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Bernie Sanders set to launch his first TV ads in California

After a heated debate in Brooklyn, N.Y., Bernie Sanders flies to the Vatican to give a speech.

Bernie Sanders’ tax returns: More than $200,000 in income, about 4% given to charity

Bernie Sanders promised in Thursday night’s Democratic debate that he would release one year of his tax returns the following day, and his campaign obliged just as the sun was setting Friday evening.

The returns showed an adjusted gross income of $205,271 for Sanders and his wife, Jane.

They donated $8,350 to charity, about 4% of their income.

It’s unclear when Sanders will release other years of his tax returns. Democratic front-runner Hillary Clinton has posted seven years of documents on her campaign’s website. (She and her husband, former President Bill Clinton, detailed $27.9 million in adjusted gross income in 2014, and $3 million in charitable gifts.)

The issue sparked a tit-for-tat exchange in Thursday’s debate, with Clinton urging Sanders to release more of his financial records and Sanders again calling on her to disclose transcripts of paid speeches she delivered on Wall Street.

Susan Sarandon, never shy about her political views, is backing Bernie Sanders

Susan Sarandon has always marched to the beat of her own drum. She openly smokes weed. Last year, at almost 70 years old, she attended Burning Man -- a psychedelic gathering in the Nevada desert filled with art, sex and drugs. And she has never been shy about sharing her political views, recently spending a majority of her time stumping for Bernie Sanders’ campaign for the Democratic presidential nomination.

Even so, the 69-year-old made headlines last month when she got into a heated political feud with fellow actress Debra Messing on Twitter. OK, so first, a primer: On March 28, Sarandon went on MSNBC’s “All In with Chris Hayes” to talk about her support for Sanders. Hayes asked if she would vote for Democratic front-runner Hillary Clinton should Sanders lose the nomination, and she replied she was going to “see what happens.” Hayes expressed surprise, but Sarandon just replied with a shrug: “Some people feel Donald Trump will bring the revolution immediately.”

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Bernie Sanders interrupts campaign for trip to Vatican but doesn’t meet Pope Francis

Bernie Sanders did not get to meet the pope on Friday, but he got to rail against the inequalities of capitalism at a Vatican conference during an unusual, lightning visit to Rome, days before the crucial New York presidential primary.

Although polls show he trails rival Hillary Clinton in New York, which votes Tuesday, the Democratic senator from Vermont interrupted his insurgent campaign to cross the Atlantic to emphasize the same economic critique that has propelled his candidacy all year at home.

Denouncing a U.S. political system where “billionaires can buy elections,” Sanders told the conference that “speculation, illicit financial flows, environmental destruction, and the weakening of the rights of workers is far more severe than it was a quarter century ago.”

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Bernie Sanders will launch first California TV ads, making contrast with Hillary Clinton over fundraising

As Hillary Clinton travels to California for a pair of high-dollar fundraisers with film star George Clooney, Bernie Sanders will launch his first paid television advertising in the state with a message highlighting what his presidential campaign sees as a key contrast.

The new 30-second spot is called "$27,” a number that has become as closely identified with Sanders as 47% was in a negative way for Republican nominee Mitt Romney four years ago.

It represents the average contribution that Sanders’ supporters have given to his campaign. A flood of small donations has given him the resources to compete through the June 7 California primary and its expensive collection of television markets.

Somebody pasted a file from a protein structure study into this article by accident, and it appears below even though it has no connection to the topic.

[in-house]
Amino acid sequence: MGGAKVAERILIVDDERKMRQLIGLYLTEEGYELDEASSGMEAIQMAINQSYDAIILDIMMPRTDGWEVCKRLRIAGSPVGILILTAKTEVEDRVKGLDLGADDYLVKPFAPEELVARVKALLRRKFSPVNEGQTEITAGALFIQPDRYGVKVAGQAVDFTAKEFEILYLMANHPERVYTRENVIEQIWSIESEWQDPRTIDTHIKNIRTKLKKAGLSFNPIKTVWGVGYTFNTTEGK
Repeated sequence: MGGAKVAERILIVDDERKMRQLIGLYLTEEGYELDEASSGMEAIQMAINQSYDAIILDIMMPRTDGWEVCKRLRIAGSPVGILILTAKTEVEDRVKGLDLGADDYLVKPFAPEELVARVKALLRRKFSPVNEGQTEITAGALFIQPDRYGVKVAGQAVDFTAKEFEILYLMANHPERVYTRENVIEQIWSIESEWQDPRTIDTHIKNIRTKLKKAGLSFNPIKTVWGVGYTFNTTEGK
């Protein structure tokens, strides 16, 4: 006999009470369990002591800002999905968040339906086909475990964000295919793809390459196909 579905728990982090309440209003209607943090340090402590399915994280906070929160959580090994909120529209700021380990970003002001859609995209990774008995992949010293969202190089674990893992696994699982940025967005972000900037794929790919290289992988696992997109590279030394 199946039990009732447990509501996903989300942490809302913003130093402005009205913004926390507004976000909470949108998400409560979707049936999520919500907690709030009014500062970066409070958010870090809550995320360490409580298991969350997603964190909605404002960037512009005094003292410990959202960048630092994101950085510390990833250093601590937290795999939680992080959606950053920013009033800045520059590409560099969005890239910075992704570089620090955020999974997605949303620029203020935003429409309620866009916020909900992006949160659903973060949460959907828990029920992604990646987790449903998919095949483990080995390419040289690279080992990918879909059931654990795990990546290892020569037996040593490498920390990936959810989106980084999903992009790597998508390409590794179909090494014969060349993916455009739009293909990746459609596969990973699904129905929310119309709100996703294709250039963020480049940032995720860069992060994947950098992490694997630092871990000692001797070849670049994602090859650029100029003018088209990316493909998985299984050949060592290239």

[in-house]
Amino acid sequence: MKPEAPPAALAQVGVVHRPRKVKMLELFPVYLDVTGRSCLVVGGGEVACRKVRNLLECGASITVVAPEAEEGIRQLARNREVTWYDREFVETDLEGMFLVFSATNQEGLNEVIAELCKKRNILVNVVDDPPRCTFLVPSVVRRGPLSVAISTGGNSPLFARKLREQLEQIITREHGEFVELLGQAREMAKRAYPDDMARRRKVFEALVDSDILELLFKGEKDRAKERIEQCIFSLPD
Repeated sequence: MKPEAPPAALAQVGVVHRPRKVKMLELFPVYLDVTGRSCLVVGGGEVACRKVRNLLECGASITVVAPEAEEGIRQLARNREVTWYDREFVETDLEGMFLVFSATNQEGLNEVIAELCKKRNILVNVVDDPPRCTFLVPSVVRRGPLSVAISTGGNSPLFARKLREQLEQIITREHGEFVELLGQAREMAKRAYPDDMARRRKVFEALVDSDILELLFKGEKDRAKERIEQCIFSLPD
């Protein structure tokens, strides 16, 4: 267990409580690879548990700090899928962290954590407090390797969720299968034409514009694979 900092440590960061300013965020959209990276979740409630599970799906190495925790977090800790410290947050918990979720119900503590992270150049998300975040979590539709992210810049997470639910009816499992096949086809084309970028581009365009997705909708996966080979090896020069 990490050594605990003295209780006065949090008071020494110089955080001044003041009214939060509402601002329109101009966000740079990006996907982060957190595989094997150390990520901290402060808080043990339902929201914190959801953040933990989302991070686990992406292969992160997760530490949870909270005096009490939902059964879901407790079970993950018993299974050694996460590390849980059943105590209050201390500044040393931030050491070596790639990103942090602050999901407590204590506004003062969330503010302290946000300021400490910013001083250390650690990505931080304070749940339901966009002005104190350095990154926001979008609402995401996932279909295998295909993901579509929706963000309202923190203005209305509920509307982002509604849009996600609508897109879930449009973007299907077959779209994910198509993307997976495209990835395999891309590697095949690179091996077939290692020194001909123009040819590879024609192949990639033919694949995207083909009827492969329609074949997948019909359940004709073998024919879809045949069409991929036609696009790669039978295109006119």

“I think it’s the best $27 you can spend,” one voter says in the ad.

The spot will debut on KGO-TV in San Francisco on Friday evening and on KCBS in Los Angeles on Saturday night, timed deliberately to coincide with Clinton’s major fundraisers with Clooney in both cities. The events have minimum asking prices in the tens of thousands of dollars.

“It’s a very powerful statement about what Bernie’s campaign is about,” Tad Devine, the campaign’s chief strategist, told the Los Angeles Times. “He’s trying to create a political revolution in America, not just by talking about these issues, but by acting on them.”

Devine said the spot will ultimately air in greater rotation in California and other states that will vote after New York’s primary on Tuesday. He said the availability of early voting in California makes it important to go up with advertising there even more than a month before the primary.

“He’s made a decision that he’s not going to be part of a corrupt system that relies on enormous contributions to super PACs,” Devine said. “He thinks it’s the reason that we have gridlock in Washington, the reason we can’t take on some of the biggest problems of our time,” including immigration reform, clean energy and college affordability.

Sanders has made Clinton’s use of super PAC contributions a key part of his message, hammering at the point during a debate Thursday night in Brooklyn.

Clinton called it a “phony attack,” and one not only directed at her but against President Obama, who also relied on a super PAC in his two presidential campaigns.

Devine said Clinton’s defense overlooks the ways in which technology — particularly the use of smartphones — has made it easier than ever to raise small-dollar donations to sustain a presidential campaign.

“If President Obama were running for president for the first time today in 2016, with the means that we have today to raise the kind of money that Bernie Sanders has demonstrated can be raised, I think he would have had the opportunity to make a decision about whether to participate in the super PAC system or run outside of it,” he said. “I would give him the benefit of the doubt and say he may have decided differently than Hillary Clinton did.”

Trump vs. the Republican Party, Round 2. (Or is it 3?)

In a remarkable political year, one of the most striking spectacles is the front-runner for the Republican presidential nomination feuding with the party he hopes to lead.

With increasing stridency, Donald Trump has attacked the GOP over the rules governing its nominating process; although he’s won the most states so far and garnered the most votes, there is a more than decent chance that Texas Sen. Ted Cruz could outhustle him for the nomination.

That is because, to Trump’s consternation, the nominating fight is ultimately decided by delegates and not the popular vote — a fact Cruz has exploited to great advantage through his superior organization and much-better-thought-out campaign.